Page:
UT Chemist Wins Prestigious Japan Prize

Decades of research paid off last week for UT chemistry and chemical engineering professor C. Grant Willson. He won the Japan Prize—an international science award similar to the Nobel Prize—and 50 million yen to go along with it.

Willson will split the approximately $550,000 prize money with his colleague, Professor Jean M.J. Frechet, who is vice president of research and professor of chemical science at King Abdullah University in Saudi Arabia. The pair earned the award for their chemically amplified resist polymer, a light-sensitive material that enables manufacturers to fit more onto computer chips.

As usual, necessity was the mother of invention—Willson and Frechet first conceived of the resist polymer in 1979 when available equipment couldn’t shrink microchips any further. Their technology was first implemented secretly by IBM in 1985, and today it is used to manufacture nearly all of the memory cards and microprocessors in the world.

Willson is no stranger to receiving praise for his work. In 2007, he was awarded the National Medal of Technology and Innovation by President George W. Bush. UT’s Office of Technology Commercialization also named Willson and colleague S.V. Sreenivasan as 2012’s “Inventors of the Year.” The two earned the honor for imprint lithography, a technology intended to replace Willson’s resist polymers—which, according to Willson, will soon become obsolete.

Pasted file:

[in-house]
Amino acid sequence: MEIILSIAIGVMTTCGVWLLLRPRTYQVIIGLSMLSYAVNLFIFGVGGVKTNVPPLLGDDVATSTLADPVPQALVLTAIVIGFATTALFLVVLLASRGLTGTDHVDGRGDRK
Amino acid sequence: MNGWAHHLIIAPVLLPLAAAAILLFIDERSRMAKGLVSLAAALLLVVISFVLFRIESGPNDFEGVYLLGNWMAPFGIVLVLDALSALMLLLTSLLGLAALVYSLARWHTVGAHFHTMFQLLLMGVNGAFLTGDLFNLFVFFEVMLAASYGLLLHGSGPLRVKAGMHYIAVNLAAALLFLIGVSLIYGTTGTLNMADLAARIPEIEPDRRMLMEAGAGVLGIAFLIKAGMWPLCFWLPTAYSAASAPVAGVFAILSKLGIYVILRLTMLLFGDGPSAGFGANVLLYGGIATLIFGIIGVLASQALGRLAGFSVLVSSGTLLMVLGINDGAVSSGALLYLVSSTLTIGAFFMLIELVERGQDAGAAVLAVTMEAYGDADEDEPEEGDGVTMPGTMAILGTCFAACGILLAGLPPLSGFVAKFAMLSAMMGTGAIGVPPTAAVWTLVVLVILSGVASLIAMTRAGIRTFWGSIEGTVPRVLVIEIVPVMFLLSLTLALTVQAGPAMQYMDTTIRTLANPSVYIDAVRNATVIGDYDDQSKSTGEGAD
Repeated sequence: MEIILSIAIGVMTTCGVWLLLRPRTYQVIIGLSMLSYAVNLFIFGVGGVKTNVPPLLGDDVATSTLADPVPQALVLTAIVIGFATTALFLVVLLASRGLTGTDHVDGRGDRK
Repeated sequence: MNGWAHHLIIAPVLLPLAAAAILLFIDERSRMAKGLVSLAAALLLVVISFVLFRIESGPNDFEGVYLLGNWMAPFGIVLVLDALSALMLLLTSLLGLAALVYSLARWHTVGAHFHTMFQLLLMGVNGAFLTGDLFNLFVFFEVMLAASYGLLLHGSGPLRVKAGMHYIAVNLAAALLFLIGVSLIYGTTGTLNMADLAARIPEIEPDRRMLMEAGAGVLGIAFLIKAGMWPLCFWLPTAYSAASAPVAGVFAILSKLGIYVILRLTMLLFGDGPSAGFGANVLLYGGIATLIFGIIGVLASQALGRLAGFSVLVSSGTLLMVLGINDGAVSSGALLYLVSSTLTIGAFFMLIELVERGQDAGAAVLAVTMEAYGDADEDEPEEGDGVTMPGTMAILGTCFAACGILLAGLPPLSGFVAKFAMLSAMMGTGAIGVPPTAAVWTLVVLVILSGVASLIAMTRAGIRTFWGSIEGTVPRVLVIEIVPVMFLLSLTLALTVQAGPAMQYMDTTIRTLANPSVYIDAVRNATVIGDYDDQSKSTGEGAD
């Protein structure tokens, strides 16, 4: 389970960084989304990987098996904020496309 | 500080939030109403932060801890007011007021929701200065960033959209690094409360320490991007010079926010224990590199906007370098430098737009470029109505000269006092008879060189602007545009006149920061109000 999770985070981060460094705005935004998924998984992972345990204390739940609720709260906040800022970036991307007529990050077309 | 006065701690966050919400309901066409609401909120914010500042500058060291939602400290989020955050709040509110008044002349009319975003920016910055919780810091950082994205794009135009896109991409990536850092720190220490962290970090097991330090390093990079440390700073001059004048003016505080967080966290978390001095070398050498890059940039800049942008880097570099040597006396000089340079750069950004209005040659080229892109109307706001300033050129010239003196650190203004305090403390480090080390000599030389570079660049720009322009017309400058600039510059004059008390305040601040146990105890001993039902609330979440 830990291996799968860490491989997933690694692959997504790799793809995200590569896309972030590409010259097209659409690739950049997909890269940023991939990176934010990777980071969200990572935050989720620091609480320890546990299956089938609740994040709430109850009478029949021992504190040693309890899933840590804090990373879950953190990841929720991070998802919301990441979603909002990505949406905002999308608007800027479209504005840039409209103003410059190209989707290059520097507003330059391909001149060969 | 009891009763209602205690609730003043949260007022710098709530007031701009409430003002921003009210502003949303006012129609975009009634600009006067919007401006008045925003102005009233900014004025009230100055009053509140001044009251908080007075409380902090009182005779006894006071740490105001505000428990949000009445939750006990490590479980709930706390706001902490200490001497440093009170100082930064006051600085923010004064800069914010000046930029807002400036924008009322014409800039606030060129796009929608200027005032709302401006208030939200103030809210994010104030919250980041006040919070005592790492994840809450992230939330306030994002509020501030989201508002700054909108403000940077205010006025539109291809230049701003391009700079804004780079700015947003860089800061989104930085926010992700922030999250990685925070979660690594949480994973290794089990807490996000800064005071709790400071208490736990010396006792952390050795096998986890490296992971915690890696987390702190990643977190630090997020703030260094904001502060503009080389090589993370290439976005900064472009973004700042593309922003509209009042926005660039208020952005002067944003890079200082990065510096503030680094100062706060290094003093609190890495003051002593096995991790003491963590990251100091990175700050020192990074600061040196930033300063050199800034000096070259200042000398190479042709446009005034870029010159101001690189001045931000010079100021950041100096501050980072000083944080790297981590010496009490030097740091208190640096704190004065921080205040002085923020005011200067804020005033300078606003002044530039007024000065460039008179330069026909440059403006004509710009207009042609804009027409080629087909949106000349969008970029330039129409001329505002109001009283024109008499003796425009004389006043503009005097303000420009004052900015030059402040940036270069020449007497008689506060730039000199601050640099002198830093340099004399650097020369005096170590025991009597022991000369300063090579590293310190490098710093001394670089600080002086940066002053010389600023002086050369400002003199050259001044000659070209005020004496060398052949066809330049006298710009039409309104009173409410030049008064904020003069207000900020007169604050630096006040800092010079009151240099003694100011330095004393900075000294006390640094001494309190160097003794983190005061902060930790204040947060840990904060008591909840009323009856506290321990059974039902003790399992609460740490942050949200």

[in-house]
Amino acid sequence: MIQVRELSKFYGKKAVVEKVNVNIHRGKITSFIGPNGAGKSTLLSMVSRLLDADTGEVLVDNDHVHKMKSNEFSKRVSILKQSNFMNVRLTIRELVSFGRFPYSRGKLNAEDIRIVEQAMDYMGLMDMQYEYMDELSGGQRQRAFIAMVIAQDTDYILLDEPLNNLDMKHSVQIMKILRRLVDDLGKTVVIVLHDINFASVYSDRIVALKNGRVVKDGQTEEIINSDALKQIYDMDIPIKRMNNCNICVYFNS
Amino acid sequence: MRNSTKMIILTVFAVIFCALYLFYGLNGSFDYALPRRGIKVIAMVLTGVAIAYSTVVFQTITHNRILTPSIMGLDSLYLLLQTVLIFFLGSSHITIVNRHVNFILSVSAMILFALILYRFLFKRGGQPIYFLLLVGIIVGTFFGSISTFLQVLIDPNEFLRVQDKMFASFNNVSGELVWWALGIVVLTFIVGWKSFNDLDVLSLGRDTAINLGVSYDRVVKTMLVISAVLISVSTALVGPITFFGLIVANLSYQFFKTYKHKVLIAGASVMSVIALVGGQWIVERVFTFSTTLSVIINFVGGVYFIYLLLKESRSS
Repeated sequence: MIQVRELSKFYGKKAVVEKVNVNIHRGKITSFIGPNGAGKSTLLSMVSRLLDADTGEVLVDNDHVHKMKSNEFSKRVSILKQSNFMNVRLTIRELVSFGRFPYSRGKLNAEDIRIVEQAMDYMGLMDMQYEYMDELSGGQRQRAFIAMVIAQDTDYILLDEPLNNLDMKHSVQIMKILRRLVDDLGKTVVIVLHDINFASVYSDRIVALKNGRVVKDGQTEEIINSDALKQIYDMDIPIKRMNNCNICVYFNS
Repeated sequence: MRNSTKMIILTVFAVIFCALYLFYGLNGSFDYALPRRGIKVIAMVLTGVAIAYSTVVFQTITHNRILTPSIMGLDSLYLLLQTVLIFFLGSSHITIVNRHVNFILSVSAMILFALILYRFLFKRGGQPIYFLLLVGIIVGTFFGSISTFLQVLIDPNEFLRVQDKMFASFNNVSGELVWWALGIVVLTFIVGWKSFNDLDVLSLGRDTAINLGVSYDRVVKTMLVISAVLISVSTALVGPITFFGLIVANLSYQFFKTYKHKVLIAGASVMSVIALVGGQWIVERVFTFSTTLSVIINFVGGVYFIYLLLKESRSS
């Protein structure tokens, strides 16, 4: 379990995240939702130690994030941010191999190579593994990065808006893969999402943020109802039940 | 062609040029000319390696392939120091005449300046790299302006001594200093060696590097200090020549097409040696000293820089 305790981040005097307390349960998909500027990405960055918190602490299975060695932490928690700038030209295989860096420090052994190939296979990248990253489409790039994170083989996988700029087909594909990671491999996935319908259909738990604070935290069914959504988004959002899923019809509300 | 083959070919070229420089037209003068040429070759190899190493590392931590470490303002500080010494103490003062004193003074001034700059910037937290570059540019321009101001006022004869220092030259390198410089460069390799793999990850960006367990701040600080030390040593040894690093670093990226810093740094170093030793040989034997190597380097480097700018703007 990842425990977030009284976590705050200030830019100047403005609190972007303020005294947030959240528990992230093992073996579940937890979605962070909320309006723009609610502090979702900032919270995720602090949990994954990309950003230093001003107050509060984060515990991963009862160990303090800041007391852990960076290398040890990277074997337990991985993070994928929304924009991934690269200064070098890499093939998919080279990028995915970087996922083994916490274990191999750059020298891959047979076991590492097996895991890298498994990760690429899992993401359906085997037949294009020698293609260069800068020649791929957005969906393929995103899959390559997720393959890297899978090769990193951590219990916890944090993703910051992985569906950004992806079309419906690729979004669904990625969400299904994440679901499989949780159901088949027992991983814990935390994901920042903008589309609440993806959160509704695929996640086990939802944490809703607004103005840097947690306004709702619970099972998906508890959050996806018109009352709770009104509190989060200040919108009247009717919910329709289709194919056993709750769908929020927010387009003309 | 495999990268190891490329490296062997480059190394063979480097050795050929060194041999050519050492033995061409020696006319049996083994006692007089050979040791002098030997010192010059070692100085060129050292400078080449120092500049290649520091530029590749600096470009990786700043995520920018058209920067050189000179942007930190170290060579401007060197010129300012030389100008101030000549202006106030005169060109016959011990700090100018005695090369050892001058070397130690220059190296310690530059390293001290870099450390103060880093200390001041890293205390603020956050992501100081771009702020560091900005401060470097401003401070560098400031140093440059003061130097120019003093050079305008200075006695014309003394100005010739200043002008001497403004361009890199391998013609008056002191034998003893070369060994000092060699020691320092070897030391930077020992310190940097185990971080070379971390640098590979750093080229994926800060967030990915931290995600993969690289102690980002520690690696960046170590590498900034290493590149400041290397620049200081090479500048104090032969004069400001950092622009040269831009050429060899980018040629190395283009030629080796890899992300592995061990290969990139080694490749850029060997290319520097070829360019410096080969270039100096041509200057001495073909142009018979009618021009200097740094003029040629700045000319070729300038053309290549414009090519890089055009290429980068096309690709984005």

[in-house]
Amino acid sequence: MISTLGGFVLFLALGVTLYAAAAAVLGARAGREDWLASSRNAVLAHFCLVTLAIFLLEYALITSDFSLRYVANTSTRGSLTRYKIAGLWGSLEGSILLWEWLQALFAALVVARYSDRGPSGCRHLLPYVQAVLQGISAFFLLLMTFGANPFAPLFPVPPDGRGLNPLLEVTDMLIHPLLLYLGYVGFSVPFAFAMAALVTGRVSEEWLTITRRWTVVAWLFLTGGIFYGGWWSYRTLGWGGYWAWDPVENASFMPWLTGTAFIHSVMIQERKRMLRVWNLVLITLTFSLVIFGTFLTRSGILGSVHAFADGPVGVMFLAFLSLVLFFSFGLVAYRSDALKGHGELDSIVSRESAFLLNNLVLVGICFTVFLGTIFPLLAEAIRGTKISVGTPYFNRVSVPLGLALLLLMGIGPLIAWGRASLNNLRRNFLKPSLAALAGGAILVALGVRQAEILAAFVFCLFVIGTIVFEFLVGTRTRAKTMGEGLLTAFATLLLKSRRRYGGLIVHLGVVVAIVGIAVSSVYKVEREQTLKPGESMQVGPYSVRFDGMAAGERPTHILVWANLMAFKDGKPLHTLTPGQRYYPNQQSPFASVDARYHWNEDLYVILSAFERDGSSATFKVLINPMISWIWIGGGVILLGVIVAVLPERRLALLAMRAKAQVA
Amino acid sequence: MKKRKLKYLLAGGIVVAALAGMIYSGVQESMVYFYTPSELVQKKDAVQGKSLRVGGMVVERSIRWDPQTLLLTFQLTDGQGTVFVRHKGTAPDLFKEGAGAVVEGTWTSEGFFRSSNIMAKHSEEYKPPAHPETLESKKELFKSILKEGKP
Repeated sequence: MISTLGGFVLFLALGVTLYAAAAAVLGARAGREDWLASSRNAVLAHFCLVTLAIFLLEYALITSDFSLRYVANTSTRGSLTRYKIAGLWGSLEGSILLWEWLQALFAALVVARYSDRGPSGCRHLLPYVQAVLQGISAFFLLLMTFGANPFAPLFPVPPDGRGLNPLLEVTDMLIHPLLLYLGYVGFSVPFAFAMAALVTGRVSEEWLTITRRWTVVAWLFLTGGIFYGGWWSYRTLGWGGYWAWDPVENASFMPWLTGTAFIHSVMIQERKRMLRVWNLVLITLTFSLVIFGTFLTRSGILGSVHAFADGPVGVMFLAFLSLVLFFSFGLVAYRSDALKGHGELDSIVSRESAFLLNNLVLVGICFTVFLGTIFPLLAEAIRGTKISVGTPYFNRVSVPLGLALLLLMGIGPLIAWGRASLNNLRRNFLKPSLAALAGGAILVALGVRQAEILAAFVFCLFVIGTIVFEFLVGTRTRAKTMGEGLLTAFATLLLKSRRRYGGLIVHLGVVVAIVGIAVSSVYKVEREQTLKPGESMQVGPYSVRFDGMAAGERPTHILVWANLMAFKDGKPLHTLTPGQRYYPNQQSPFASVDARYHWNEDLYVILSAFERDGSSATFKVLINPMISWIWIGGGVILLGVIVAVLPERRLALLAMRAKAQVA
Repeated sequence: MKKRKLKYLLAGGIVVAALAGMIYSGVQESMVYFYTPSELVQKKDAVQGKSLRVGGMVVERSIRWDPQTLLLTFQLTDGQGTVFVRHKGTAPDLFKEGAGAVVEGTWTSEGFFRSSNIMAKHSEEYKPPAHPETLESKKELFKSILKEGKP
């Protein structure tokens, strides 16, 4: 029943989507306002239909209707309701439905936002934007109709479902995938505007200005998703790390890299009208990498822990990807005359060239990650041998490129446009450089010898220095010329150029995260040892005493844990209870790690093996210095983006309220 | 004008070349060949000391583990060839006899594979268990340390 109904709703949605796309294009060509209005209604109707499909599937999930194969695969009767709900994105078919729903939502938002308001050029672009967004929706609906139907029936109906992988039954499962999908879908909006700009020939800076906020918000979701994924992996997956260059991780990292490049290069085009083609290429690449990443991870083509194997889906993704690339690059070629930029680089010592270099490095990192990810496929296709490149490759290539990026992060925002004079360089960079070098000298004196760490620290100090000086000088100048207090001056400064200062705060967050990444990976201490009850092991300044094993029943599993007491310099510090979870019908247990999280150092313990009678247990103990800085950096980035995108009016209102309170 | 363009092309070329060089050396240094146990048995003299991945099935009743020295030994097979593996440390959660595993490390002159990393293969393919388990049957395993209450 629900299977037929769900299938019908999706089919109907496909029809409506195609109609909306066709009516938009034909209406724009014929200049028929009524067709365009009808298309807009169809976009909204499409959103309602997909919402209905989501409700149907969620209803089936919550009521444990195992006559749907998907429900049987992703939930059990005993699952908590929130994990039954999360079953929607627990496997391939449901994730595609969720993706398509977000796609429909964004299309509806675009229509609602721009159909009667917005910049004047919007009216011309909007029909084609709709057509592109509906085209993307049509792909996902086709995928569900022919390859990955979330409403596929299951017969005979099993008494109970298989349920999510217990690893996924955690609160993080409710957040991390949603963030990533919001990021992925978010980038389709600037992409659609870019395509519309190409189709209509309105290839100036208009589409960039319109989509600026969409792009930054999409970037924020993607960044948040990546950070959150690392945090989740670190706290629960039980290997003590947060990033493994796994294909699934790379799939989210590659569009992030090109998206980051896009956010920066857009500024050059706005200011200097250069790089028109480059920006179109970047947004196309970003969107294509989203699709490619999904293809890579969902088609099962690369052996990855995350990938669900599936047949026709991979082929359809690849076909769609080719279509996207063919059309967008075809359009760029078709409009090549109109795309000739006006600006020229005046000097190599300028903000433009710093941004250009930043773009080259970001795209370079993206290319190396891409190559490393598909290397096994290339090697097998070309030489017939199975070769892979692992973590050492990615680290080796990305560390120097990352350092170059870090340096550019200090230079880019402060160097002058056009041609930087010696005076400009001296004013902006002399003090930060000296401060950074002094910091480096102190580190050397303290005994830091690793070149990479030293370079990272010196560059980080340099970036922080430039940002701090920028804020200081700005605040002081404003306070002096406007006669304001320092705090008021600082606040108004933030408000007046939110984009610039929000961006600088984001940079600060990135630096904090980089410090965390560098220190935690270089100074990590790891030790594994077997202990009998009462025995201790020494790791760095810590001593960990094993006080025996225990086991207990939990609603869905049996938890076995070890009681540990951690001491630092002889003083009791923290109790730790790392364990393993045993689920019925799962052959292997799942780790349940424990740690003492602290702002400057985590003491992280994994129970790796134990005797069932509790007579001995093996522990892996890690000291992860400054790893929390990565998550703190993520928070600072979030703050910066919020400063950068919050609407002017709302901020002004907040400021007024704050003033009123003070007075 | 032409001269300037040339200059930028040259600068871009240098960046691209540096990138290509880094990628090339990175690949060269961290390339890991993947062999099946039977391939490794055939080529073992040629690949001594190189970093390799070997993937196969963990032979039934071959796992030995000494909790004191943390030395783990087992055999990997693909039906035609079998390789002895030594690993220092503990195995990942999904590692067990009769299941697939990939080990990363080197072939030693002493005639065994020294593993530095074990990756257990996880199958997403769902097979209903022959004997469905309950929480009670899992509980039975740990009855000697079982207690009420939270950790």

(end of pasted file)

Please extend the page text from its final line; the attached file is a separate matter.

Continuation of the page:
Despite Willson’s long list of accolades, this is likely to be his first awards ceremony with the emperor of Japan in attendance. The Japan Prize presentation ceremony will take place in Tokyo on April 24.

“I wouldn’t miss it for the world,” Willson says. “I’m still amazed and shocked by all of this—how many people can say they’ve shaken hands with the emperor of Japan?”

Willson says he plans to spend a portion of his cash prize doting on his new grandson, born just two days after news of the Japan Prize went public. His first order of business, however, “will be buying Dr. Frechet a very nice, big bottle of burgundy. God knows he deserves it.”

Photo courtesy of UT College of Natural Sciences via Flickr.


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